The United Auto Workers (UAW) General Motors department has begun planning bargaining strategy and president Ron Gettelfinger has said the union would seek factory floor-level approval for any changes made in return for the federal bailout loan.

Deal conditions imposed by outgoing president George Bush required efficiency improvements at GM and Chrysler including measures such as ending the controversial 'jobs bank' that pays laid-off workers almost full wages.

The UAW has argued that recent foreign-owned 'transplant' factory actions to pay workers from temporarily shuttered production lines to carry out community work is effectively the same thing.

The outgoing administration demanded wage parity with the largely non-union southern transplants, greater flexibility from UAW workers and changes to new healthcare trusts.

The UAW had agreed in contract negotiations late in 2007 to set up those trusts to take some of the burden from the automakers, and had also agreed to a two-tier wage structure so that new hires started at lower pay.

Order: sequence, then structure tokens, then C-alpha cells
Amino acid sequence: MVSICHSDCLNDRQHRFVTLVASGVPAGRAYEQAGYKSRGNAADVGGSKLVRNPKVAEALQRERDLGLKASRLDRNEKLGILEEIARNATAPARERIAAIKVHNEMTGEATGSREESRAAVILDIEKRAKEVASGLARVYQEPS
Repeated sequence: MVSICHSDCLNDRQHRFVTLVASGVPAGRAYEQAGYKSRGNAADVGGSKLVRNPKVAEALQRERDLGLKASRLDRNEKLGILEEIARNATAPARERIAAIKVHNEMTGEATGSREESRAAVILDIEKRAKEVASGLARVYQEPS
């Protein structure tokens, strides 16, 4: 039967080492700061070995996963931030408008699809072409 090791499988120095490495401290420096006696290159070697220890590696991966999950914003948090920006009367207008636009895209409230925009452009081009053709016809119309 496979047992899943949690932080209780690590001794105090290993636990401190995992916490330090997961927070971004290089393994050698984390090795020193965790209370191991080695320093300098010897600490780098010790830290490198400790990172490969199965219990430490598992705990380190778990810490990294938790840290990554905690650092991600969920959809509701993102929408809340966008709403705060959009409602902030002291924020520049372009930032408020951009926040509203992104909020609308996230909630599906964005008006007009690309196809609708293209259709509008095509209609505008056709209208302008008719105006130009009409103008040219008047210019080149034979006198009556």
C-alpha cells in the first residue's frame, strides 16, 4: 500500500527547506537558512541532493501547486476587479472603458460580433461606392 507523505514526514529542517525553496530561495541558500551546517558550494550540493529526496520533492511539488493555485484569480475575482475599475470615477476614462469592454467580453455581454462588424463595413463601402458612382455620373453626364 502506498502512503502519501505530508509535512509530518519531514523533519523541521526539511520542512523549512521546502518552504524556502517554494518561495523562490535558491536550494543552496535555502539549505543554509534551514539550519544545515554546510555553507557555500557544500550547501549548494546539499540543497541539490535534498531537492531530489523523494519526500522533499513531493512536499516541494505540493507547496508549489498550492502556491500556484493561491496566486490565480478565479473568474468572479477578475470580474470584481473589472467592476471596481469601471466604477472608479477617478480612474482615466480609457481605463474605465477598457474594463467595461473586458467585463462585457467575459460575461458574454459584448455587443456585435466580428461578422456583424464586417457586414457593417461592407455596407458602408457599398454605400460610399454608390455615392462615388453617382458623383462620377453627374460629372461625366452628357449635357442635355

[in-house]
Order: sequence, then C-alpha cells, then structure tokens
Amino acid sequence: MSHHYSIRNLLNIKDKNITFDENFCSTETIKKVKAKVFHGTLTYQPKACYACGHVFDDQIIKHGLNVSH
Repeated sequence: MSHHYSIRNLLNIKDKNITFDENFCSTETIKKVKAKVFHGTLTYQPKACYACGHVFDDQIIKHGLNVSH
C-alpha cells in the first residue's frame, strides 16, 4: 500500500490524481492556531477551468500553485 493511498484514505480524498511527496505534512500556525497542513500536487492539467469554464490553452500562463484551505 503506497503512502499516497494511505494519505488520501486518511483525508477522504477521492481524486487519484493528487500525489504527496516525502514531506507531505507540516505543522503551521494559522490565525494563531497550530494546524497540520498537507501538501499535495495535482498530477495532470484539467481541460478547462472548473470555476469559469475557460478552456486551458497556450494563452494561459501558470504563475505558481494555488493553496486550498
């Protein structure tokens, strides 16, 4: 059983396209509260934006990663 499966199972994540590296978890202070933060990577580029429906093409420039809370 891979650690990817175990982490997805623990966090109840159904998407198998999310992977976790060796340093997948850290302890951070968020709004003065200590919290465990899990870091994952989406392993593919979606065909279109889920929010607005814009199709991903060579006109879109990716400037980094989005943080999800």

The union had been asked to make more concessions than anyone else involved with bailed out automakers, including dealers and suppliers, Gettelfinger told a US auto trade paper.

He said the union was willing to help but the process was being slowed by confusing loan language and the absence of a federal point person or 'car czar' to clarify questions.

Gettelfinger told the paper his staff faced challenges to agree concessions by February, as demanded, and would not provide details.

"We'll sit down and have discussions along the lines of things we could do in the contracts and have that ratified without opening the contracts," Gettelfinger said.

The healthcare trust changes would require court approval, too.

But he signalled a willingness by the union to work with the automakers to ensure they got their loans.